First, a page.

Here are three of the biggest reasons why people lose money in the stock market:
#1: Incorrectly equate price with value.
The price of a stock is what you paid. The value is what you get behind the business. Mr. Market can vary the current price of a stock. This does not change the intrinsic value of the business in generating free cash for its shareholders and consistent profitability in the future. You increase your chances of losing money in the stock market when you do not take the time to assess if the business is best of breed in its industry or sector.
This means that you should spend a little time:
- Checking out the most important growth rates to assess profitability,
- Verifying if the business has an economic advantage over its competition,
- Ensuring that the management team is working for the shareholders and not ripping them off,
- Determining the intrinsic or fair market value of the business, and
- Purchasing the business with a margin of safety by buying it when it comes on sale.
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#2: Letting emotions get the better of you.
Rather than using a rational approach and sound reasoning to guide your decision-making process, you may get caught up in the hype surrounding the market. You end up buying when the stock is over-valued and selling pre-maturely, when the media is calling for the end of the world.
Panic and greed can set in, clouding one’s judgment in making sound investment decisions.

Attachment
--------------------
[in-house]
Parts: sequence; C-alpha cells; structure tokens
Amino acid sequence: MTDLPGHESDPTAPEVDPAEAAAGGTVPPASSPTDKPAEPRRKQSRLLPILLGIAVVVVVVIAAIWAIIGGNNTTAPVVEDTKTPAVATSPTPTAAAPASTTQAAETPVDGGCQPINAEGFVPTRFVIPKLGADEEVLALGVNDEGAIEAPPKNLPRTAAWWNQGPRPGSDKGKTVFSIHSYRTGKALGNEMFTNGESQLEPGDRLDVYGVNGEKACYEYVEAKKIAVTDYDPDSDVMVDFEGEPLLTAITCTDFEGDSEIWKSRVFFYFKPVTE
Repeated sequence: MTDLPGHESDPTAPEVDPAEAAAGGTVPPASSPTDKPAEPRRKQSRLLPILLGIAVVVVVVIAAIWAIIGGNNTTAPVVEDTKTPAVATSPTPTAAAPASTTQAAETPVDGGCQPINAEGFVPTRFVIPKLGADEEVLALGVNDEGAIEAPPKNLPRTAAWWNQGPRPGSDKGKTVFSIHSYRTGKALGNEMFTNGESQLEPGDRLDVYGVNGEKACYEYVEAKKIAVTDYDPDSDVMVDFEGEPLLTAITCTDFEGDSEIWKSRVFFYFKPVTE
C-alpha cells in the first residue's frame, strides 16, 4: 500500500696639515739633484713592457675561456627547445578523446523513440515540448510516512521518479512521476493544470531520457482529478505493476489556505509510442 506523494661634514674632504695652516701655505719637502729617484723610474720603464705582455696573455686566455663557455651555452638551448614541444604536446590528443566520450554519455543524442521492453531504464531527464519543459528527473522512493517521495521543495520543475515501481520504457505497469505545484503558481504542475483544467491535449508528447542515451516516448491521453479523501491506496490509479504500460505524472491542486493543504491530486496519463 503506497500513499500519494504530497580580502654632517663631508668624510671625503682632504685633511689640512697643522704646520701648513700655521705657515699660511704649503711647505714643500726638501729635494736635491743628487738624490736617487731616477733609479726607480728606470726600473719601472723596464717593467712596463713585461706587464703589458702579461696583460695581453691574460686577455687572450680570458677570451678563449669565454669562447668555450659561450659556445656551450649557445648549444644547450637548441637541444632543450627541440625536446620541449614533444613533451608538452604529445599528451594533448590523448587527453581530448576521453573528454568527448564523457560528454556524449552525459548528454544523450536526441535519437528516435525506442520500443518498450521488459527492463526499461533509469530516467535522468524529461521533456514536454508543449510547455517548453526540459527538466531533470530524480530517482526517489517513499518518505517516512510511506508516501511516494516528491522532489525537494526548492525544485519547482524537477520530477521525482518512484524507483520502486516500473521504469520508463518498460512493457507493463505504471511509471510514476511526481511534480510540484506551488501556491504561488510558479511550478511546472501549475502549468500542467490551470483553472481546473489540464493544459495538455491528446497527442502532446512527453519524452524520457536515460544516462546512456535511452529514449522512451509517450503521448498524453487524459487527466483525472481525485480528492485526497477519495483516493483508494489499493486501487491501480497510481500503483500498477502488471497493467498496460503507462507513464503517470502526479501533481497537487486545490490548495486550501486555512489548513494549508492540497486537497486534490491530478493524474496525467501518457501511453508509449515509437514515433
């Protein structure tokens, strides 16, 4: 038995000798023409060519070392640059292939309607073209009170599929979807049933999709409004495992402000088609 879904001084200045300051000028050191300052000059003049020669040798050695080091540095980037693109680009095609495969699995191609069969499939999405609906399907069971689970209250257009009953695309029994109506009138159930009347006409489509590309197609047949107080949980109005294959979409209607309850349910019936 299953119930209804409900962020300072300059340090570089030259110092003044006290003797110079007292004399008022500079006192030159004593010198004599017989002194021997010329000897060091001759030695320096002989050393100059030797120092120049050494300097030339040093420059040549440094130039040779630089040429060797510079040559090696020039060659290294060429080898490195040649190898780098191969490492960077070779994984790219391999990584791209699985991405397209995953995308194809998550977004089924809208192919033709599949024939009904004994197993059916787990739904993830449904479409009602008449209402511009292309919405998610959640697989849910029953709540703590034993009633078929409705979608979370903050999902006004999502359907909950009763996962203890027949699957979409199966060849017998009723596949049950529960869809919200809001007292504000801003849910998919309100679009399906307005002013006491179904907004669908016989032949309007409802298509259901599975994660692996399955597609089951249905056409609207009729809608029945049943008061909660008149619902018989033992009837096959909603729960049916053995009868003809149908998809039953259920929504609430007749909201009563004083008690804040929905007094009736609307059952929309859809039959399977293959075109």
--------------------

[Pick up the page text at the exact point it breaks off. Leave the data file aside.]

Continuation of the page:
Avoid getting swayed by the masses by looking for any significant changes in the company’s fundamentals, emerging competition and market trends. If everything checks out, then in all likelihood you are better off being patient and waiting.
This leads us to the 3rd most common reason why people lose money in the markets.
#3: Lack of patience.
Very often we see investors moving in and out of the market without allowing adequate time for Mr. Market to price the stock at its intrinsic value or fair market price.
You may find that you are easily influenced by the media and stock investment industry hype and move in and out of positions by trading, always looking for the quick buck, rather than being patient.
this creates, more often than not, a scenario where you end up selling when you should be buying. As a general rule of thumb you would be better served if you sold what is doing the best and buy what is doing the worst in a hyped market.
Heed this advice no matter whether you are talking about stocks, bonds, real estate, or commodities. If you have done your due diligence and verified that you are dealing with the best of breed in that class, then using a contrarian approach to what the panicked masses are doing can present some profitable opportunities.
In summary, base your investment decisions on the sound selection of best of breed businesses using a rational and patient approach to greater profitability.